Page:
The US-backed leadership in Iraq faces tough challenges
BBC News Online and BBCArabic.com have received hundreds of e-mails from readers in the Middle East commenting on US President George W Bush's plan for promoting democratic change in the Middle East.
On Wednesday leaders at the G8 summit approved a watered-down version of the plan, which says the reforms should be accompanied by efforts to reach a settlement in the Arab-Israeli conflict.
The leaders also said that each country would "reach its own conclusions about the pace and scope of change."
Most readers overwhelmingly supported the notion that the region needed reform, but there was deep scepticism about the US acting as the agent for achieving it.
Loss of values?
Several readers said the plan did not take into account the many cultures and peoples of the region and questioned whether a form of "one size fits all" democracy would work for such disparate nations.
"Reform is a must for the Middle East," said Yemeni reader Abdalkader Hamou.
"However, each country needs a distinctive type of reform that [will] suit its tribal or partisan circumstances."
"Is it not arrogant for one small group of people to assume that they know best and should therefore be able to dictate what forms of government other countries should have?" asked reader Linda al-Ansari from the United Arab Emirates.
"What is good for some people may not be perceived as good by others. Trying to understand and respect the differences seems to be a better place to start looking to create a safer and more peaceful world."
Some readers also expressed fears that the adoption of Western-style democracy would lead to the loss of their own cultures' values.
"Bush does not want real democracy in the Middle East because real democracy would mean that Middle East countries would become Islamic-ruled countries, which the US doesn't want," said Ali from Sidi Hajjaj in Morocco.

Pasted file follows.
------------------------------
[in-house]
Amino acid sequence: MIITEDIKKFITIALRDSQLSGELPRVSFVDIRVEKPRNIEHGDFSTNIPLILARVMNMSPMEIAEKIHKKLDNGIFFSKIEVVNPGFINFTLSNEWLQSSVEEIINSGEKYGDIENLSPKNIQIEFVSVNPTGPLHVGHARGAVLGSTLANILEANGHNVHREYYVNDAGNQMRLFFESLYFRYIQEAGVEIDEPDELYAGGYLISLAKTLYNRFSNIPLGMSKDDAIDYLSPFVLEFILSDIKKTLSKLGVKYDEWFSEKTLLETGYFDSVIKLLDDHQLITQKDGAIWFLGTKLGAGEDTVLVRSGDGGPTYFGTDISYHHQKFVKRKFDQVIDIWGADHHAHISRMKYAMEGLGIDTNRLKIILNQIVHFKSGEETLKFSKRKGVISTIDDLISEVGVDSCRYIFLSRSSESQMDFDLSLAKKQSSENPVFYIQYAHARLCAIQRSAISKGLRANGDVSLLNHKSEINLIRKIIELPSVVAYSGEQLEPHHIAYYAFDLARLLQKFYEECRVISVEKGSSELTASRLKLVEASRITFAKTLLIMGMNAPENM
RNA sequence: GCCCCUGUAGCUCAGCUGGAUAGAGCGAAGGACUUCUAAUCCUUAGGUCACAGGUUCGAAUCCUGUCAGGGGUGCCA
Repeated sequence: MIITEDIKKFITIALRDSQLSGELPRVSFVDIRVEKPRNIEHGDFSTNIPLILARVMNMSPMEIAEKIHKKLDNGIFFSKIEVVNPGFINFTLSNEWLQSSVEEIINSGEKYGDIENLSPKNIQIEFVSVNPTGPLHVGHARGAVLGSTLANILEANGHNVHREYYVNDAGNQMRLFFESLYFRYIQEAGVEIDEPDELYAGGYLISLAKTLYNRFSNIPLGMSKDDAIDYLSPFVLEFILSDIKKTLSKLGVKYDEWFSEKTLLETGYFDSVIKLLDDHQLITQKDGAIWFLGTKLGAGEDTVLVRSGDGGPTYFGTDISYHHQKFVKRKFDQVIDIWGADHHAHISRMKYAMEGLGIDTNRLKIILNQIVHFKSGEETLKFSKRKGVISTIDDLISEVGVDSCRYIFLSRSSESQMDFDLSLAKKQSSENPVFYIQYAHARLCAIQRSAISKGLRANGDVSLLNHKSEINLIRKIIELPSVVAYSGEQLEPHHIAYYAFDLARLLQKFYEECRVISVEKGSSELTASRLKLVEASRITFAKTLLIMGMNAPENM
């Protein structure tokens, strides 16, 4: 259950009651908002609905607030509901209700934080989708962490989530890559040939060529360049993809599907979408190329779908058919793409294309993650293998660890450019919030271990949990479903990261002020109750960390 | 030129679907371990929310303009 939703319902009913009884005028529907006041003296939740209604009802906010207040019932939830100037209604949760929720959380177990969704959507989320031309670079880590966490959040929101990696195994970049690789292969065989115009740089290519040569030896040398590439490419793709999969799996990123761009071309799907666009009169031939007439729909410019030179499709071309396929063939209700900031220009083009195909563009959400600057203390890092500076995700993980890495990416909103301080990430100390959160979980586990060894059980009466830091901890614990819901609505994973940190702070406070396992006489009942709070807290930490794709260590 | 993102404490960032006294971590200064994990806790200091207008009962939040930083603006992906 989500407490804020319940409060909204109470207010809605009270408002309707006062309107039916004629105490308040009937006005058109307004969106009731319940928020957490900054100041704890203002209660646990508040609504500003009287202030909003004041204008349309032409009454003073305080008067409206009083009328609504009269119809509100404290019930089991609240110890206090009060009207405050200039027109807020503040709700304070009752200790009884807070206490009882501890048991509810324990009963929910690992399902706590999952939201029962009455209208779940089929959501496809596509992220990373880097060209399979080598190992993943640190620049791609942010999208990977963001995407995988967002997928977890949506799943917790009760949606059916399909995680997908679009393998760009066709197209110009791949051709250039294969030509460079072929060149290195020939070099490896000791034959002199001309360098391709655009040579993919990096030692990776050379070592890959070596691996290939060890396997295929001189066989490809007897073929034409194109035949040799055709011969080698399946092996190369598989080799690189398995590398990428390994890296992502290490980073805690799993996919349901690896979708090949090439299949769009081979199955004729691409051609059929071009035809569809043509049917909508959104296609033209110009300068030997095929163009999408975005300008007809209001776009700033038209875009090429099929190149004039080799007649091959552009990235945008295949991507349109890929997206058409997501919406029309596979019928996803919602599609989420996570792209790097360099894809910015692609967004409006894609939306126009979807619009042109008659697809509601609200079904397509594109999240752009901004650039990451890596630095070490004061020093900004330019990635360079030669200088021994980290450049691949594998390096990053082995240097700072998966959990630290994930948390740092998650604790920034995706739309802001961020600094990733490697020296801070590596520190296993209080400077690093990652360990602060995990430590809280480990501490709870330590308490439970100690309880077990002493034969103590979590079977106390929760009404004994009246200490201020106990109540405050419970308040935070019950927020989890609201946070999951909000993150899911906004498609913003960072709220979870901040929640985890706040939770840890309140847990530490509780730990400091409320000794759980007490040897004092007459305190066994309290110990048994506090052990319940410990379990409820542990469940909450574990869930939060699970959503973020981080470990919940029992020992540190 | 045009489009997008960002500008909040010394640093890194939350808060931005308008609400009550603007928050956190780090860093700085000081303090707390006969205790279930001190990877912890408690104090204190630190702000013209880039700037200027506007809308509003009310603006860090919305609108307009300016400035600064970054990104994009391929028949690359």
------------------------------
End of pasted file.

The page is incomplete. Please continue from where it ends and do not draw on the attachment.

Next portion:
"The US simply want the Middle East to take over Western values and to lose theirs."
Other were even more blunt.
"Mr Bush should reform himself," wrote one Saudi Arabian reader.
Arab leaders' 'excuses'
Several readers who welcomed the new plan said the real obstacle was the unwillingness of Arab governments to grant their people power.
"The American initiative is very beneficial for the region - why don't we adopt it?" BBCArabic.com reader Salah al-Fadli from Kuwait asked.
"Unfortunately, some Arab governments are using the conflicts in Iraq and Palestine as an excuse to delay reforms and continue oppressing their people."
Gmaleddin Ali, a BBCArabic.com reader from Alexandria in Egypt, said the people of the Middle East "welcomed" the US initiative but "Arab rulers and the cronies who surround them are refusing to let go of power."
"The only way to implement reform is by external pressure," he added.
"We have been hearing talk about reform for more than 50 years, but have seen nothing."
Issue of trust
Others, while approving the initiative, expressed misgivings about the US government and its foreign policies.
"Almost everybody in the world likes to see democracy and freedom spreading all over the globe, including the Middle East," said reader Abdullah Mawas from Aleppo in Syria.
"However, many considerations related to Mr Bush's initiative should be taken into account: cultural differences, hypocrisy of the American administration, injustice in the Middle East crisis and ignoring the Palestinians' rights.
"The initiative should not be imposed on the people of that area," he added.
"As a non-Muslim Arab, I think an imposed reform by the West is an effective approach for a brighter future in the Arab world," said Rabih from Beirut in Lebanon.
"But current double-standard US policies have deterred us from listening and trusting the West."
However, despite disagreements over how to implement such wide-ranging and controversial reforms, almost all readers said they felt there was a need for change.
"I don't care if reform comes from outside or from inside the Middle East, as long as it starts quickly," said BBCArabic.com reader Mamdouh Wadie from Cairo in Egypt.
"We are in desperate need for reform. Anyone who does not see this is blind.
"We are good people, we just need to be given a chance to progress and achieve."